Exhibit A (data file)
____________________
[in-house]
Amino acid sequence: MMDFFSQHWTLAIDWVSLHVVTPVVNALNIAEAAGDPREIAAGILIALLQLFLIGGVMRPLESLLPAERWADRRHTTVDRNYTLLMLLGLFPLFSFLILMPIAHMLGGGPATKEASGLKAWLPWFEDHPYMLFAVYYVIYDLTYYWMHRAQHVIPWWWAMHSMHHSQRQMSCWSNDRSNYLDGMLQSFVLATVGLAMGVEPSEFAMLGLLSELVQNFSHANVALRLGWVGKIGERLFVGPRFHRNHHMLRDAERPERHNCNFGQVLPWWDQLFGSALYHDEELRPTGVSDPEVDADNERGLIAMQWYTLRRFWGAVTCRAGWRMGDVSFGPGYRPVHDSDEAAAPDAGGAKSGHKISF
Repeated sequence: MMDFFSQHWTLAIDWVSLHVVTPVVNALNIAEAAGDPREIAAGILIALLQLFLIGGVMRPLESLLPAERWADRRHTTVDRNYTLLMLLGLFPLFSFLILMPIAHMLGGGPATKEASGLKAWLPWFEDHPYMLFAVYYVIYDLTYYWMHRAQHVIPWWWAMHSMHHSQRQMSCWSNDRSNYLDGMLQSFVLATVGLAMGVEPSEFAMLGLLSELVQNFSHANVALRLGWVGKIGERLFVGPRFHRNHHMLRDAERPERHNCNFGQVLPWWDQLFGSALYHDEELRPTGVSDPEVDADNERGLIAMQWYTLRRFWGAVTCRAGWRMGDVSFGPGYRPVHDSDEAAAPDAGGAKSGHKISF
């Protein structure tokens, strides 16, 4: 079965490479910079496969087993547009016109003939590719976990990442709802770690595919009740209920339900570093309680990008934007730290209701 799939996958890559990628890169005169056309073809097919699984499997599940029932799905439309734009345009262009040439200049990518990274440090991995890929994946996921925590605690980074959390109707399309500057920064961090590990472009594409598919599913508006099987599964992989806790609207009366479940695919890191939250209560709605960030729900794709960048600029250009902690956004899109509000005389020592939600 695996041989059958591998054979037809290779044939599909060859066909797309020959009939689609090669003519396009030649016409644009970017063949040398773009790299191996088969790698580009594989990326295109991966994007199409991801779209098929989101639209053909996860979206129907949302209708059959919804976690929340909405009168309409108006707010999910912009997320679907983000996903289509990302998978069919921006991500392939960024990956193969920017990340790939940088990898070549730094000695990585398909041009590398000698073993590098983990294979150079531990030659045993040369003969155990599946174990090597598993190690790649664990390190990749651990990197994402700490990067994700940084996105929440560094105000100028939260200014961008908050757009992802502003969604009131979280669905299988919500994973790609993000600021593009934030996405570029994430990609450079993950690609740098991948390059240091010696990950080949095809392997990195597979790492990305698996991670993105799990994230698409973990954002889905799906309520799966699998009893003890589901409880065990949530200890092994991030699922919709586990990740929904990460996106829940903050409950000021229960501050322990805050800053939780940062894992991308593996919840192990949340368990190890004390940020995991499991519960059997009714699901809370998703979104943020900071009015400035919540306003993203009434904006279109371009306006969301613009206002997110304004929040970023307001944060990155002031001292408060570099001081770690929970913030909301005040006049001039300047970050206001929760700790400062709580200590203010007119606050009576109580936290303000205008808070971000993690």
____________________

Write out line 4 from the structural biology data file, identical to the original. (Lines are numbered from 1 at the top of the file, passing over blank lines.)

């Protein structure tokens, strides 16, 4: 079965490479910079496969087993547009016109003939590719976990990442709802770690595919009740209920339900570093309680990008934007730290209701 799939996958890559990628890169005169056309073809097919699984499997599940029932799905439309734009345009262009040439200049990518990274440090991995890929994946996921925590605690980074959390109707399309500057920064961090590990472009594409598919599913508006099987599964992989806790609207009366479940695919890191939250209560709605960030729900794709960048600029250009902690956004899109509000005389020592939600 695996041989059958591998054979037809290779044939599909060859066909797309020959009939689609090669003519396009030649016409644009970017063949040398773009790299191996088969790698580009594989990326295109991966994007199409991801779209098929989101639209053909996860979206129907949302209708059959919804976690929340909405009168309409108006707010999910912009997320679907983000996903289509990302998978069919921006991500392939960024990956193969920017990340790939940088990898070549730094000695990585398909041009590398000698073993590098983990294979150079531990030659045993040369003969155990599946174990090597598993190690790649664990390190990749651990990197994402700490990067994700940084996105929440560094105000100028939260200014961008908050757009992802502003969604009131979280669905299988919500994973790609993000600021593009934030996405570029994430990609450079993950690609740098991948390059240091010696990950080949095809392997990195597979790492990305698996991670993105799990994230698409973990954002889905799906309520799966699998009893003890589901409880065990949530200890092994991030699922919709586990990740929904990460996106829940903050409950000021229960501050322990805050800053939780940062894992991308593996919840192990949340368990190890004390940020995991499991519960059997009714699901809370998703979104943020900071009015400035919540306003993203009434904006279109371009306006969301613009206002997110304004929040970023307001944060990155002031001292408060570099001081770690929970913030909301005040006049001039300047970050206001929760700790400062709580200590203010007119606050009576109580936290303000205008808070971000993690």